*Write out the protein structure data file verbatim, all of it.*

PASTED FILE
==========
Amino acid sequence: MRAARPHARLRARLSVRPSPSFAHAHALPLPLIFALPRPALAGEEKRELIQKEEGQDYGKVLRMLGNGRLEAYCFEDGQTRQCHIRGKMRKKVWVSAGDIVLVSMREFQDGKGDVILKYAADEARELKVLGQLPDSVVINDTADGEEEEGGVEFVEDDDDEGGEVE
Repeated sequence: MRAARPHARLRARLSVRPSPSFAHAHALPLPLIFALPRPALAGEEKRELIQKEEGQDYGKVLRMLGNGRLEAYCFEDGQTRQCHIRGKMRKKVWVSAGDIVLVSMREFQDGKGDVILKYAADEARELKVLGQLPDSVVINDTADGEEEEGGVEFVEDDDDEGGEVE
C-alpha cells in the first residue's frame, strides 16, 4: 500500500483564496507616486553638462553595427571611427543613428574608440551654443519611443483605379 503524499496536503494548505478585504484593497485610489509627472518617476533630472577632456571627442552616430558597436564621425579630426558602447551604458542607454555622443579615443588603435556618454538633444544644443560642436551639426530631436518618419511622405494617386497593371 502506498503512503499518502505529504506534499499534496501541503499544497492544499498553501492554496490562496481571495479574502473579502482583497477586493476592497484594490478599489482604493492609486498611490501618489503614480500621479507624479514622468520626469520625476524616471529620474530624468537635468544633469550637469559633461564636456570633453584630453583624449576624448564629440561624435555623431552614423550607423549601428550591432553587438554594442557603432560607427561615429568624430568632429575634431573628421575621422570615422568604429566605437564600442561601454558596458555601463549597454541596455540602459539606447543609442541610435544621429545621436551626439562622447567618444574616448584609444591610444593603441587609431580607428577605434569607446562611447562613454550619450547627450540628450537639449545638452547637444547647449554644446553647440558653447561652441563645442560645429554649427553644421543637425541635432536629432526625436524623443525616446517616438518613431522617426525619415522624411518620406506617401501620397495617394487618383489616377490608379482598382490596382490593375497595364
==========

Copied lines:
Amino acid sequence: MRAARPHARLRARLSVRPSPSFAHAHALPLPLIFALPRPALAGEEKRELIQKEEGQDYGKVLRMLGNGRLEAYCFEDGQTRQCHIRGKMRKKVWVSAGDIVLVSMREFQDGKGDVILKYAADEARELKVLGQLPDSVVINDTADGEEEEGGVEFVEDDDDEGGEVE
Repeated sequence: MRAARPHARLRARLSVRPSPSFAHAHALPLPLIFALPRPALAGEEKRELIQKEEGQDYGKVLRMLGNGRLEAYCFEDGQTRQCHIRGKMRKKVWVSAGDIVLVSMREFQDGKGDVILKYAADEARELKVLGQLPDSVVINDTADGEEEEGGVEFVEDDDDEGGEVE
C-alpha cells in the first residue's frame, strides 16, 4: 500500500483564496507616486553638462553595427571611427543613428574608440551654443519611443483605379 503524499496536503494548505478585504484593497485610489509627472518617476533630472577632456571627442552616430558597436564621425579630426558602447551604458542607454555622443579615443588603435556618454538633444544644443560642436551639426530631436518618419511622405494617386497593371 502506498503512503499518502505529504506534499499534496501541503499544497492544499498553501492554496490562496481571495479574502473579502482583497477586493476592497484594490478599489482604493492609486498611490501618489503614480500621479507624479514622468520626469520625476524616471529620474530624468537635468544633469550637469559633461564636456570633453584630453583624449576624448564629440561624435555623431552614423550607423549601428550591432553587438554594442557603432560607427561615429568624430568632429575634431573628421575621422570615422568604429566605437564600442561601454558596458555601463549597454541596455540602459539606447543609442541610435544621429545621436551626439562622447567618444574616448584609444591610444593603441587609431580607428577605434569607446562611447562613454550619450547627450540628450537639449545638452547637444547647449554644446553647440558653447561652441563645442560645429554649427553644421543637425541635432536629432526625436524623443525616446517616438518613431522617426525619415522624411518620406506617401501620397495617394487618383489616377490608379482598382490596382490593375497595364